Friday, June 23, 2017

Adventures in foreign food

Not usually the most adventurous eater, I wasn't sure how P would cope with all the strange foreign foods she'd be faced with on our trip to the UK.  How would she fare when we spend time with children who eat such exotic foods as salmon, shepherd's pie, and pizza with actual pizza sauce on. I expected to be slightly embarrassed as she stuck to the plain pasta, toast and eggs that make up much of her staple diet.

But to my delight she tried a lot of new foods. She even liked some of them.

Sadly it wasn't asparagus, Dorset crab, rhubarb, cucumber sandwiches or even scones (too many raisins). In fact I'd have been happy if she got a taste for Heinz baked beans.

Here she is one bite into her first scotch egg, trying to decide if she likes it.

 She loved it.

Other big wins included my mum's egg salad sandwiches, broccoli (amazing what peer pressure will do), proper pizza, and proper French bread. Any variation on sausage meat and eggs, and anything breaded or battered, and fried also went down well. So sausage rolls, fish and chips and scampi were hits.

Now I'm not really sure what good this does me. As I said, I was hoping for rather more new vegetables - in which category I include baked beans. I suppose egg salad and proper pizza (i.e. not a homemade cheese-only version) are welcome additions to the list of dinners I can prepare in 15 minutes. But scotch eggs and sausage rolls are not available at our local grocer (and I'm not sure I'd trust them if they were). Nor is decent French bread.

And so it is that I find myself breading and frying scampi for her dinner.
What a faff...

...and an oily smelly mess
Just don't expect to see me making a scotch egg or a goddamn baguette from scratch anytime soon.



Monday, June 12, 2017

Trade-offs and the trip home

P's annual English immersion experience is over for another year. Now she's four the time in transit is an awful lot easier and the whole trip even more fun. She loved riding the tube and double decker buses, making friends with our friends' kids, playing with her cousins and all her quality time with my parents and sisters. She did some dam building on the beach, saw a jousting display at Leeds castle, petted lambs, and played a lot of elaborate games with her cousins in granny's garden.

It wasn't all about P. We enjoyed a week's holiday in Kent with the friends we used to holiday with pre-parenthood. It was just like the old days but our afternoons drinking wine and chatting in the sun now have a backdrop of children arguing over whose turn it was on the swing. Pretty blissful, as it goes. The week in Kent did rather squeeze our time with my family, and meant a couple of fewer days in London, but it made the trip feel more like a holiday. Quality time with fewer people than we might otherwise spread ourselves thin trying to see:  that's the trade off. Life, it seems is all about trade-offs, and making a deal you can live with. We traded an easier, more secure life in the golden state for our beloved London - with the sweetener of a return trip every year. Now the key is to get the balance right on those return trips. We can never do everything, or see everyone, but I think we made the best of our limited time.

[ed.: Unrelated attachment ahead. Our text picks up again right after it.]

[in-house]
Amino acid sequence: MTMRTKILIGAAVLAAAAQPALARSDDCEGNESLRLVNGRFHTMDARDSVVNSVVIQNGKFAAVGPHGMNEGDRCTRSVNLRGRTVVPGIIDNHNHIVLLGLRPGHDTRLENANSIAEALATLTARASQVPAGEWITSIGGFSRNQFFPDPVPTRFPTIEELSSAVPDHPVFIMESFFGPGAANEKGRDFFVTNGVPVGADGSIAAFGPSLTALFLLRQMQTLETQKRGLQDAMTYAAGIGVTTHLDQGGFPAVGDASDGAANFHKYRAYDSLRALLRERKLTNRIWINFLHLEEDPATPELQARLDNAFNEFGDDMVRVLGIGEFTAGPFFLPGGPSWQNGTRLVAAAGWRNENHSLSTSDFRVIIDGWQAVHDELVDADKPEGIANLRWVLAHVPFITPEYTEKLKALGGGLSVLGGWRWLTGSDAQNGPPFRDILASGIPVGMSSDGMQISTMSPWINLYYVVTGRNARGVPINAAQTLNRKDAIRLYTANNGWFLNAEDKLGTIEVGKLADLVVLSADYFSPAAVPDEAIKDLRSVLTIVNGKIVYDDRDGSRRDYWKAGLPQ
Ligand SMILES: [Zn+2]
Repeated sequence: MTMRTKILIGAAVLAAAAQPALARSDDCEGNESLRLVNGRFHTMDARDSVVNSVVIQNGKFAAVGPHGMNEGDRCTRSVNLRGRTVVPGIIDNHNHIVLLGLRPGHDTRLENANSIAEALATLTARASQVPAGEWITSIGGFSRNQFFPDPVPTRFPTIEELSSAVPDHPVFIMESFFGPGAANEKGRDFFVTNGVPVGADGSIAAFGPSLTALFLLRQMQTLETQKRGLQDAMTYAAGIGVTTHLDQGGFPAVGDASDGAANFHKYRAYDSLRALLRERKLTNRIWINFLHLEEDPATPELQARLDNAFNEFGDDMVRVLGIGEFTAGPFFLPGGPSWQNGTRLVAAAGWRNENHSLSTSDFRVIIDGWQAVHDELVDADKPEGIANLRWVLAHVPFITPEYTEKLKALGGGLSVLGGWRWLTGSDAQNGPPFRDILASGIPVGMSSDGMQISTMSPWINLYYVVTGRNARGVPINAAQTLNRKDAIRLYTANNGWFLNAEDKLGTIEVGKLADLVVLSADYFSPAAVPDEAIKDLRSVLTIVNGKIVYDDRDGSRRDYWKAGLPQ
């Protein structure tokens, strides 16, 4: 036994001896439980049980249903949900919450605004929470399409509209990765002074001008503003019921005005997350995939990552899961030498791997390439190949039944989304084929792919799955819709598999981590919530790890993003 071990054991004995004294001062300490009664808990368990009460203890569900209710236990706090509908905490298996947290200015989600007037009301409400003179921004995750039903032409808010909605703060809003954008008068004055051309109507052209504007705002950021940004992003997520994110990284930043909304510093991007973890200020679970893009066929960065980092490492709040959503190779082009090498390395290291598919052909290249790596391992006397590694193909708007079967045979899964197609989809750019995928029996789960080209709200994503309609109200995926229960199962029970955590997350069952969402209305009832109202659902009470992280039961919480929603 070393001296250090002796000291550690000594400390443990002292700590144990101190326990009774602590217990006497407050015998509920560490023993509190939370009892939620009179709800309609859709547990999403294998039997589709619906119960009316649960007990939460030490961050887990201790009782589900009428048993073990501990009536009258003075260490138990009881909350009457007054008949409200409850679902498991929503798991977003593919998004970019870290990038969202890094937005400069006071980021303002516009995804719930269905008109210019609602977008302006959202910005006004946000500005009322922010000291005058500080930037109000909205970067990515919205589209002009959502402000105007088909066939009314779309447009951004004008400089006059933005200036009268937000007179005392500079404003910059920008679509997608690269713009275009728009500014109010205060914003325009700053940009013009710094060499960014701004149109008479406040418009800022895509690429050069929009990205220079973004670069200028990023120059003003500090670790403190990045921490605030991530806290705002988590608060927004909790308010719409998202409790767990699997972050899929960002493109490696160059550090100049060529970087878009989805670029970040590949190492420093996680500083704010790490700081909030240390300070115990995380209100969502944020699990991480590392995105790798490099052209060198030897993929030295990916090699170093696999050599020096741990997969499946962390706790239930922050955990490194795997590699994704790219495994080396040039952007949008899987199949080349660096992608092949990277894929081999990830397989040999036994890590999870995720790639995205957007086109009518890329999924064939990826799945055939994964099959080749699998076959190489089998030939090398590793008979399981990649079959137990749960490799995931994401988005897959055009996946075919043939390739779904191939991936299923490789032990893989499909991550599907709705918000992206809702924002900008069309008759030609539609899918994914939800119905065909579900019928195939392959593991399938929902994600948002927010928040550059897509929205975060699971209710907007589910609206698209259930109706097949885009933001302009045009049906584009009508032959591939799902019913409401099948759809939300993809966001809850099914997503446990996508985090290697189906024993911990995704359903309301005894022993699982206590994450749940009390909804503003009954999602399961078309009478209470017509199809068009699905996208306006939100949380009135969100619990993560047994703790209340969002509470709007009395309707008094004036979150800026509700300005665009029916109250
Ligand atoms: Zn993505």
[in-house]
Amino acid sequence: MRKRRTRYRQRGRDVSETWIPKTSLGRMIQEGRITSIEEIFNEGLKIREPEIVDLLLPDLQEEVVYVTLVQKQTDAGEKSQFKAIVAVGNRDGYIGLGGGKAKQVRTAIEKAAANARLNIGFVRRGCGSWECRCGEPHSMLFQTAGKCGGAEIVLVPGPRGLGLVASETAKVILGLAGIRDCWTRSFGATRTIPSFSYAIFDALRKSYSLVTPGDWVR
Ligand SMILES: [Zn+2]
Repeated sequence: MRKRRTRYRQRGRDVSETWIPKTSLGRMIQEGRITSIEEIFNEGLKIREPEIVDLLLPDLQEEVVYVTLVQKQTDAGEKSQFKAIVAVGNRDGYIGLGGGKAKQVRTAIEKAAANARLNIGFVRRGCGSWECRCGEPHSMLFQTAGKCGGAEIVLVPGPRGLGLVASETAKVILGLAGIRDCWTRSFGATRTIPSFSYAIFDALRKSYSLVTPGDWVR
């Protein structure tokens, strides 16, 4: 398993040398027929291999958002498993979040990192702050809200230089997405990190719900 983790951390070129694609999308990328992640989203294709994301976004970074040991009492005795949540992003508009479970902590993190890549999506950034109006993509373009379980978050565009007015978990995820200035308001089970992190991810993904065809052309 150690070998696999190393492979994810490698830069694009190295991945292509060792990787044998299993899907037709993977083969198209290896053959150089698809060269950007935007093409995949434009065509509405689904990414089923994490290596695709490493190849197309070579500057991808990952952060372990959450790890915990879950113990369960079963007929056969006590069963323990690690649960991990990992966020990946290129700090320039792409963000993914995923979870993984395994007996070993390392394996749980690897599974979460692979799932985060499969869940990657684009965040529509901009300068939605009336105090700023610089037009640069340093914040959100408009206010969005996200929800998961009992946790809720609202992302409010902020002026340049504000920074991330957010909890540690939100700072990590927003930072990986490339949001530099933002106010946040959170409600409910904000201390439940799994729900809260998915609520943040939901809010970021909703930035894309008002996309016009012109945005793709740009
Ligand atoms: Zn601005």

P did pretty well at blending in as a Brit, I thought. She ate Scotch eggs and proper bangers with relish and went on walks in the rain without complaint. There were, however, a couple of giveaways. I had to remind her what a nettle was a few times (of course, she could school her British peers in earthquake safety but that's not nearly as useful as nettle-awareness when you're negotiating the playing fields and country lanes of Yorkshire). And as we pulled up outside my sister's beautifully proportioned, terraced, Victorian townhouse she commented that 'the houses are all stuck together!' adding that in her opinion, this was 'crazy town'. Perhaps one day she'll have her own blog about transatlantic differences. 

Now we're home, back into the routine of work, and play, and the sunny beach life. It ought to get easier to return. After all, I am more settled here, bolstered by more places and people I love with each passing year. But London's grip is tight: I still suffer a little bereavement every time we leave. Nothing a Tuesday taco and an afternoon watching volleyball under a perfect blue sky won't cure, I'm sure.

Monday, May 29, 2017

Welling up at the drop of an (English) hat

It's right and proper and only natural that I would miss dear friends and family from the UK, and be commensurately sentimental when I see them again on our annual trip back. And I think it's understandable that I feel a tug at my heart strings when I experience some quintessentially English scene, or eat something which evokes my childhood.

And even a Brit would find this scene somewhat heart-stirring, I think.

But sometimes I wonder if I've taken my indulgence in missing the UK, and my sentimental delight on reconnecting with my roots, a little too far.

Things which have made me well up with joy on this trip so far include:

1) Wearing shorts and a cagoule (even the word 'cag' made me emotional) on a partly sunny, partly rainy day.
2) Sainsbury's, and Boots, two long standing British retail brands I'm absurdly attached to. Which is akin to an American being soppy about Vonn's.